In rug pull schemes, fraudsters “pump up” a new business, non-fungible token (NFT), or currency to attract investors. The con artists just vanish with the money after obtaining it. These investments’ software forbids anyone from selling bitcoin after buying it, leaving them with a worthless investment.
The Squid coin scam, which took its name from the well-liked Netflix comedy Squid Game, is a common variation of this fraud. To earn cryptocurrency, investors had to play: People would purchase tokens for online games and then earn more to trade for other cryptocurrencies. The Squid token’s value increased from one cent to almost $90 per token.
Trading eventually ceased, and the funds vanished. As users tried to sell their tokens but were unable, the token value eventually fell to zero. Over $3 million was obtained from these investors by the con artists.
Rug pull scams are also prevalent for NFTs, unique digital assets.
3. Romance swindles.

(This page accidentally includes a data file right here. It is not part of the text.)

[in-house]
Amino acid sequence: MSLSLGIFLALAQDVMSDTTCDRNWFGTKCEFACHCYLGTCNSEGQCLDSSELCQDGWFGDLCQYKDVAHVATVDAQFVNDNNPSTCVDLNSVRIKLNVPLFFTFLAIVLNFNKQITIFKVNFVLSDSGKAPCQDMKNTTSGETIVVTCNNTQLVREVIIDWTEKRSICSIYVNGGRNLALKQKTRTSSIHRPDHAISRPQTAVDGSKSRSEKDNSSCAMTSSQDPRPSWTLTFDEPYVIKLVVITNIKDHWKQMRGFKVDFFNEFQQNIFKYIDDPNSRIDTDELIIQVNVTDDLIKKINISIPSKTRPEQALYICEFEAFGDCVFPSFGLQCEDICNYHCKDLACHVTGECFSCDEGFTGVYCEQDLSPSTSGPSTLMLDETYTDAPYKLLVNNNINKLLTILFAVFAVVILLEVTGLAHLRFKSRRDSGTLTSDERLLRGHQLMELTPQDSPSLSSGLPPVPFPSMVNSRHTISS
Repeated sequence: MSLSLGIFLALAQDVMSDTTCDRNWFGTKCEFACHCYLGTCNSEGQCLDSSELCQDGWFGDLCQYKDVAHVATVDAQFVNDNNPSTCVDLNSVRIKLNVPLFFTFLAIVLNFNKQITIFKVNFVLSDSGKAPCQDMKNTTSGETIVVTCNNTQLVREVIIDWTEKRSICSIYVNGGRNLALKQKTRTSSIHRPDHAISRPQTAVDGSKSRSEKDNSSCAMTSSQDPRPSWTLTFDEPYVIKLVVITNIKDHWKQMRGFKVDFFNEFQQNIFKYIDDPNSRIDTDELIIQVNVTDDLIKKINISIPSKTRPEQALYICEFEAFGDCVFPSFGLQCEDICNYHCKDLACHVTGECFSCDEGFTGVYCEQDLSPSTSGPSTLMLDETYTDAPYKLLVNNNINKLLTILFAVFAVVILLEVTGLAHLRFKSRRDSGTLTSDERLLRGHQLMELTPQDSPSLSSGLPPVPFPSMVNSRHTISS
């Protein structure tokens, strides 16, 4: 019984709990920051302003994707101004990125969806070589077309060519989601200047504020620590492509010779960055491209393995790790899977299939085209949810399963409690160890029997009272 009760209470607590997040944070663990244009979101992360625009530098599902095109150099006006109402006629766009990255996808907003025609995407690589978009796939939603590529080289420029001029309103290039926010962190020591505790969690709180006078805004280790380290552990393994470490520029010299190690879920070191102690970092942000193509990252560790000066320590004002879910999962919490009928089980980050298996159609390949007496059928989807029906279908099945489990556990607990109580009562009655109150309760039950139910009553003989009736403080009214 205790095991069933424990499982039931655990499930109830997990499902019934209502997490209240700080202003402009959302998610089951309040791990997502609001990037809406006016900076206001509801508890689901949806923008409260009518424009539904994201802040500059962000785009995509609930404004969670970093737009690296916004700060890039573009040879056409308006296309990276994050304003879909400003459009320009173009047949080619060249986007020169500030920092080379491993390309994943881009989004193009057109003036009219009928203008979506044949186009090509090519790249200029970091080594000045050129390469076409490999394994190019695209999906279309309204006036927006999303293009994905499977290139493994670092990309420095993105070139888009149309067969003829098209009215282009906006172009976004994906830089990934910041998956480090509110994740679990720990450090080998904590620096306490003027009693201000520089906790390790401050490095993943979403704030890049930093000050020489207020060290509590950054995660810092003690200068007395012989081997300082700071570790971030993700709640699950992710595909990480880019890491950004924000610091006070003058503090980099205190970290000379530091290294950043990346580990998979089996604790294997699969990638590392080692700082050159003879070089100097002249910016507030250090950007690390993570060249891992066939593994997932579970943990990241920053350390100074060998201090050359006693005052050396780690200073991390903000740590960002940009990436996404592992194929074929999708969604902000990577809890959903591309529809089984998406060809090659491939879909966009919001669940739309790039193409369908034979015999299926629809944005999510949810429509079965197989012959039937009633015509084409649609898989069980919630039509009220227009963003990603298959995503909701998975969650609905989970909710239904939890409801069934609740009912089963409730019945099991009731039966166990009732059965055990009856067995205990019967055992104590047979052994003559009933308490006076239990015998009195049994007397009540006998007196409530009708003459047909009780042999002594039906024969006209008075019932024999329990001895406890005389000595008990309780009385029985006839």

Cryptocurrency scams are not new to dating applications. These frauds include relationships that are established gradually over time, usually over long-range and just online communication. One side gradually persuades the other to contribute or purchase funds in cryptocurrency.
Once they have your money, the romance scammer vanishes. These frauds are additionally known as “pig slaughtering frauds.”
4. Phony Websites.
Although they have been around for a while, phishing schemes are still widely used. Scammers send emails with harmful links to bogus websites in order to collect personal information, such as the private key for a bitcoin wallet.